These groups include farmers, Fonterra, Dairy NZ, NZ Beef and Lamb, Landcare NZ, Federated Farmers, iwi, fertilizer companies, universities, and regional councils.

The Greens’ unfair “dirty dairying” campaign has done much to sabotage New Zealand’s international reputation. You have to wonder whether these people are New Zealanders first, or more committed to the Socialist International goal of bringing down capitalism.

The fact is, thousands of New Zealand farmers are heavily committed financially and ethically to making our rivers cleaner.  (A commitment which started long before the “dirty dairying” campaign.)

THE DOWNSIDE OF A HUGE UPSIDE

So why do we have this problem with our rivers? It goes back to the early days of our farming and industry. The upside of those pioneering efforts was that farmers gave New Zealanders the highest standard of living in the world.The downside was that, with no practical alternatives, they had to use the rivers as a means of disposal. Everyone accepted that. There was little or no dissent.

Then in the 1960s, attitudes changed. And work began on cleaning up.

We’re happy to acknowledge that the Green movement was a part of that attitude shift. We respect the Greens as environmental watchdogs. But their solution to every problem is more state control. Their latest list of policies reveals them to be more concerned with socialist redistribution than about the environment.

FARMERS MADE US A RICH COUNTRY, NOT THE STATE.

We remind you who built the farming industry on which New Zealanders still depend for their high standard of living. It wasn’t the state. That’s why we say innovative, commonsense farmers have a better record of fixing environmental problems related to farming than heavy-handed bureaucrats from Wellington.

These are just a very few of the many waterways that have community groups working hard to clean them up:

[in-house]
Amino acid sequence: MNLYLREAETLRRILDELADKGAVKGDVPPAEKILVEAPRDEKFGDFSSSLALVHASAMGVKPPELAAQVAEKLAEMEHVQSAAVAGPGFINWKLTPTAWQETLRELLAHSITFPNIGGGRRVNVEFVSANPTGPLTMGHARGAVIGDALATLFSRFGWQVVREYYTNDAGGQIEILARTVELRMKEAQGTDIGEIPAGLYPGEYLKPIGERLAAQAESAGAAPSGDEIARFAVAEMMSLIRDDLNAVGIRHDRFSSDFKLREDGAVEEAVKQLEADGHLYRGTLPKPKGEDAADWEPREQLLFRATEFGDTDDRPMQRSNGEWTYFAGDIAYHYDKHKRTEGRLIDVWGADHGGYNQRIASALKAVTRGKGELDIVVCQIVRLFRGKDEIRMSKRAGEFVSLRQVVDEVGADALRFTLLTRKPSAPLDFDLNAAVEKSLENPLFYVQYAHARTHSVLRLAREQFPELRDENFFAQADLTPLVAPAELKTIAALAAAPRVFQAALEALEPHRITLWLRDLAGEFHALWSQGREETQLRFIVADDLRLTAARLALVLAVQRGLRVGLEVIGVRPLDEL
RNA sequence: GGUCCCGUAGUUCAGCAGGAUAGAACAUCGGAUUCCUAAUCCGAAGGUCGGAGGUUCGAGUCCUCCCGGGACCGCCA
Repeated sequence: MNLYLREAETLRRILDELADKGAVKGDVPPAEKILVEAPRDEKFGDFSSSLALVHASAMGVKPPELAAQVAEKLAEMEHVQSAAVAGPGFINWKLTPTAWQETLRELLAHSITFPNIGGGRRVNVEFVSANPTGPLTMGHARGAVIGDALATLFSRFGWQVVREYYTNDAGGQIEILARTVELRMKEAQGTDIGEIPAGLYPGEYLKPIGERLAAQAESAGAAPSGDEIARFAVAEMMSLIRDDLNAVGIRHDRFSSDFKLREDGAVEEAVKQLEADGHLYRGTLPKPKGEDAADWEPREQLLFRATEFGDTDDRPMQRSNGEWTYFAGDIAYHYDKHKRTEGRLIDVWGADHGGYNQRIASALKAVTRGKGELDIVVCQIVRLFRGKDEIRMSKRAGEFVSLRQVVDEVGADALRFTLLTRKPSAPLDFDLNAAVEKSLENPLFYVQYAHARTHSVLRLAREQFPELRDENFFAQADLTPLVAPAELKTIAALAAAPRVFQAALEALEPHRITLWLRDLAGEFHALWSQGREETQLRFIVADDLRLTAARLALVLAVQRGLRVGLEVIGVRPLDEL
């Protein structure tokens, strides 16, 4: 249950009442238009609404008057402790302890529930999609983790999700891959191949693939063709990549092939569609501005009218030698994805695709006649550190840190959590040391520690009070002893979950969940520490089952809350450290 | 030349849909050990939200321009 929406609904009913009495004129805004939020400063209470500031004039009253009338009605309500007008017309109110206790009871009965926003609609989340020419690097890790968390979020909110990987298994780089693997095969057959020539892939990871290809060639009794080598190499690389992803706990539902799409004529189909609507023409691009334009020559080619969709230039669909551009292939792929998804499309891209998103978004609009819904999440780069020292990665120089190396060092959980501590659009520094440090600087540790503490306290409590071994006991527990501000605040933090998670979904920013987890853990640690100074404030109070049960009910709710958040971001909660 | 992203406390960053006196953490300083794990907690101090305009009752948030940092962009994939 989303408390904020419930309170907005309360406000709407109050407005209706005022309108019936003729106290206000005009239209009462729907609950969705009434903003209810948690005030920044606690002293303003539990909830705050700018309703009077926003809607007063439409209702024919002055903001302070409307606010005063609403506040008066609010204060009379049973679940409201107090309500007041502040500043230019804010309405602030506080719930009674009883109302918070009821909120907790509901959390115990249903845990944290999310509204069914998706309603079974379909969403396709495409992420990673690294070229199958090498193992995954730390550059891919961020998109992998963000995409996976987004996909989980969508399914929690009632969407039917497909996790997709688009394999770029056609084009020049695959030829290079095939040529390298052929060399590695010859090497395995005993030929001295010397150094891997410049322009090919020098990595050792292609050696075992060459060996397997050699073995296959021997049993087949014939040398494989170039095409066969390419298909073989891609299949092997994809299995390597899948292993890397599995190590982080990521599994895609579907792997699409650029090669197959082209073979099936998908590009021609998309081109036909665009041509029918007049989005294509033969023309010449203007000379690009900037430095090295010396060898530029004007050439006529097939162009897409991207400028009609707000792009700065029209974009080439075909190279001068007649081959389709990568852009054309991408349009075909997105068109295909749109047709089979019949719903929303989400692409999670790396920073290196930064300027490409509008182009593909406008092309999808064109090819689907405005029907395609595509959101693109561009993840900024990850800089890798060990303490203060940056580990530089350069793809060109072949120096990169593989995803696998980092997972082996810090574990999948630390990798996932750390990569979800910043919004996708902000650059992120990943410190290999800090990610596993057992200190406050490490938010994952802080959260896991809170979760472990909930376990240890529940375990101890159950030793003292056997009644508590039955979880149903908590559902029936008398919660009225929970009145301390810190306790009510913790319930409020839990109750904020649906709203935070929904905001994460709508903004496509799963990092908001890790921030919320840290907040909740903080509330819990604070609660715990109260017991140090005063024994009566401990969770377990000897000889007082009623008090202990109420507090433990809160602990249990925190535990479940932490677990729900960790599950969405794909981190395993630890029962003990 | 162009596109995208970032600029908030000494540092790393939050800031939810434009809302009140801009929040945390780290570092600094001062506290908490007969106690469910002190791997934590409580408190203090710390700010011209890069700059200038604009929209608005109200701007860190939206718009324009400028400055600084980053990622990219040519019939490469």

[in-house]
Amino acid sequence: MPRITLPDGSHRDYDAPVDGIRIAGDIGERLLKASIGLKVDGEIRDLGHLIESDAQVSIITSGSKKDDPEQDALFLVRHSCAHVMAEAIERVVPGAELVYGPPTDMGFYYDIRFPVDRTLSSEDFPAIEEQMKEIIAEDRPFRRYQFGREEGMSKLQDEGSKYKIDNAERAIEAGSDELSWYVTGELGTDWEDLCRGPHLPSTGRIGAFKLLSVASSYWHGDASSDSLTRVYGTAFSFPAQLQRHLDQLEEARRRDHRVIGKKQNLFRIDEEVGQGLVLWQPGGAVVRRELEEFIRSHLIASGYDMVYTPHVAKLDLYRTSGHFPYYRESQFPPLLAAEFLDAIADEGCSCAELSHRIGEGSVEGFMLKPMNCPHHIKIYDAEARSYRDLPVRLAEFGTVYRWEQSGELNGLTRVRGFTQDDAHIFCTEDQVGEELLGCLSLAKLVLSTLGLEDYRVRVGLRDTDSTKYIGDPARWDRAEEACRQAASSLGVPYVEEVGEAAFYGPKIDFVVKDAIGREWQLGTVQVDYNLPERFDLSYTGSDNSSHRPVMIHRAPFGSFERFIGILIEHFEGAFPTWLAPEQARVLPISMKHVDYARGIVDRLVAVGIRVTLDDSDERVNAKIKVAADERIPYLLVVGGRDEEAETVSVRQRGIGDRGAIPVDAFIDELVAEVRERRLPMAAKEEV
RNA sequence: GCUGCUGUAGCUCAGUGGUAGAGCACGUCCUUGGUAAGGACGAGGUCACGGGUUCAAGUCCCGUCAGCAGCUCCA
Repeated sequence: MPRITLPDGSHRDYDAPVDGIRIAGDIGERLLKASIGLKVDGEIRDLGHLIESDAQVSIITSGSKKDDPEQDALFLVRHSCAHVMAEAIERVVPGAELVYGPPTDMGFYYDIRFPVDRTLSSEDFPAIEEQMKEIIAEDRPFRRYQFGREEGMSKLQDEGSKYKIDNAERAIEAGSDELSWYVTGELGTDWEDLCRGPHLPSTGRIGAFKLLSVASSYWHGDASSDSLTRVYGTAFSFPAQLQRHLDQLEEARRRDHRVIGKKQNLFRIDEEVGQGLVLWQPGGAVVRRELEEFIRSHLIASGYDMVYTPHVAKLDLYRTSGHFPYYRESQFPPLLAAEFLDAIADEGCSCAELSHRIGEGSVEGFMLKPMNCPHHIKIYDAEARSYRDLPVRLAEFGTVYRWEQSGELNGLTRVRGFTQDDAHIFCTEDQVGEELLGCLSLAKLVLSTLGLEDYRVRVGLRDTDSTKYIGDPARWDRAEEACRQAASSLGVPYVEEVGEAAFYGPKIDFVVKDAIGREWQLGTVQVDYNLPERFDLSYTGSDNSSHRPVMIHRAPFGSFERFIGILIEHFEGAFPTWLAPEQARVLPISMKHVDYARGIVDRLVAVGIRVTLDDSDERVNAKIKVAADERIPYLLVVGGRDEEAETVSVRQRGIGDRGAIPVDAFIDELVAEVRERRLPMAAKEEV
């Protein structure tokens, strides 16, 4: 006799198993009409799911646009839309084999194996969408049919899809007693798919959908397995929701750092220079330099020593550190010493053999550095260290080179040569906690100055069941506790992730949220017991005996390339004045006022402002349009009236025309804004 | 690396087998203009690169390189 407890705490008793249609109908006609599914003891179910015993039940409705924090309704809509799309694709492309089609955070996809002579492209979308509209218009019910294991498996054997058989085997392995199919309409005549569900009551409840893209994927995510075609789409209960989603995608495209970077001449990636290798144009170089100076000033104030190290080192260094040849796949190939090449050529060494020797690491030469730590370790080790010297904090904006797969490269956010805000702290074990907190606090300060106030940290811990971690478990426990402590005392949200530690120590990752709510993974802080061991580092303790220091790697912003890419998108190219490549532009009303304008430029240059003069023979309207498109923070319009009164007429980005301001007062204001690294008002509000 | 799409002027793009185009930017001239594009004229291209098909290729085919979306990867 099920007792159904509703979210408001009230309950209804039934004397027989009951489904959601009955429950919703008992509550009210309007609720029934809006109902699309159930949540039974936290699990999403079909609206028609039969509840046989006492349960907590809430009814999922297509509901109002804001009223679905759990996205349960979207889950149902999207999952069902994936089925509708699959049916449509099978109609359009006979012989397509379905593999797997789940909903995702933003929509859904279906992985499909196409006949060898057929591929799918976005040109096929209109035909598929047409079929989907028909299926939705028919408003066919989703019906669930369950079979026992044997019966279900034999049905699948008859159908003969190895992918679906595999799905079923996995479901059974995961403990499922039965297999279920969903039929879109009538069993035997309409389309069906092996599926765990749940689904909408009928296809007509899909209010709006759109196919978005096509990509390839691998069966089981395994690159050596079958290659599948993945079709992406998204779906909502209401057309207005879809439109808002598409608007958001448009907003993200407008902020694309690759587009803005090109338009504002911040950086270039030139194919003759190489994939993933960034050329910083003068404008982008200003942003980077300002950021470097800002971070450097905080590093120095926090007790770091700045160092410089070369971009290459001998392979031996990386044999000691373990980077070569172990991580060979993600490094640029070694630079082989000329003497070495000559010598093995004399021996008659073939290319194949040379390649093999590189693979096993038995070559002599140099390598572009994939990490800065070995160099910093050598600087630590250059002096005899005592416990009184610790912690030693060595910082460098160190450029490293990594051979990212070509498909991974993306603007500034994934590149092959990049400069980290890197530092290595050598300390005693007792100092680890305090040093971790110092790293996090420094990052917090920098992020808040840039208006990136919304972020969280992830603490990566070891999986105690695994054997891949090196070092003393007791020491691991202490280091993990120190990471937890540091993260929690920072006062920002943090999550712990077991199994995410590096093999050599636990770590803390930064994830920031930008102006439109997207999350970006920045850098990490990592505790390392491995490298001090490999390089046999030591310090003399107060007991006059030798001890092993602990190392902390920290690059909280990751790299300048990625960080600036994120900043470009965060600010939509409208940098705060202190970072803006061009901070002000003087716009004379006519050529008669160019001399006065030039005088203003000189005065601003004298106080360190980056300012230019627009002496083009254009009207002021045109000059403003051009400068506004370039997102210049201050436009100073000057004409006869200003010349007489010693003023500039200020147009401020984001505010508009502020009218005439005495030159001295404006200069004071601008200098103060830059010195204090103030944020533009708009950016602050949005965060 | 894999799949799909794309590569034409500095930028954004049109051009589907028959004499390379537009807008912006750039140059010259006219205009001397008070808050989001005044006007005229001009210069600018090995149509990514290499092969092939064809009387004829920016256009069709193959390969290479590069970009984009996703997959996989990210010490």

Ngongotaha Stream, Bay of Plenty. This stream is benefitting from restoration work that began decades ago. A whole-of-catchment plan led to 90% of the river’s banks being fenced and replanted. Result: much less sediment entering the stream, less particulate nitrogen and phosphorous – and less E coli.

Watercress Creek, Tasman. A Fonterra-financed farm river plan is reaping big benefits. The creek is now fully fenced and the Fonterra factory’s waste no longer overflows into it. Council, schools, communities and farmers are all beavering away replanting.

Rai River, Marlborough. At one time, during the dairy season there were three million cow crossings a day in this catchment. After 20 years of huge expenditure on bridges and culverts, the number of cows in the water at any one time is close to zero. Result: E coli levels are way down.

Shag River, Otago. Various farmer organizations and the regional council shared with farmers information about best practice. Farmers then invested heavily in reticulated water, fencing and new practices. Result: an impressive drop in E coli levels.

Please don’t misunderstand us. We applaud the Greens for alerting us to problems. We just have a big problem with their heavy-handed state solutions.

MORE FACTS ABOUT HOW WE’RE IMPROVING OUR WATER QUALITY

There are three sources of pollution in waterways: pathogens (faeces), sediment (erosion) and nutrients (mainly phosphates and nitrogen).

Every year the pathogens and sediment problems have got better. And we’re now seeing a reduction in phosphates thanks to the efforts of farmers, the government,  regional councils and other groups.

Only nitrogen now needs to be beaten and we’re on track to knock it out too as millions are poured into research and development.

Something you should know when you hear the word nitrogen. Nitrogen occurs naturally in waterways – if it didn’t we’d have a much bigger problem.  Life in the water would die.

Rivers can handle quite heavy loads of nitrogen.  There’s no real problem until blooms appear. That’s a rare occurrence in New Zealand’s 1000 rivers.

NIWA’s Dr Davies-Colley had this to say about our improving water quality:

  • “The fact that some heavily polluted rivers – mostly in dairying areas – have turned the corner in recent years gives us cause for optimism for the future.”

“A relatively few urban- and mine-affected rivers in New Zealand probably have the worst water quality because of mobilisation of toxic contaminants such as heavy metals as well as severe habitat modification.”

TO STOP THE GREENS,
YOU MUST STOP LABOUR.

If you party vote Labour and the Left wins, in a couple of weeks 30% of the Cunliffe cabinet will be Green. Russel Norman and Metiria Turei will be Joint Deputy Prime Ministers. Ex-communist Norman is going to be driving a hard bargain to get his hands on the Finance portfolio. We’ll have up to seven Green ministers.

Is that what you want?

If not, there’s only one thing you can do about it. Don’t vote Labour because Labour means 30% Greens.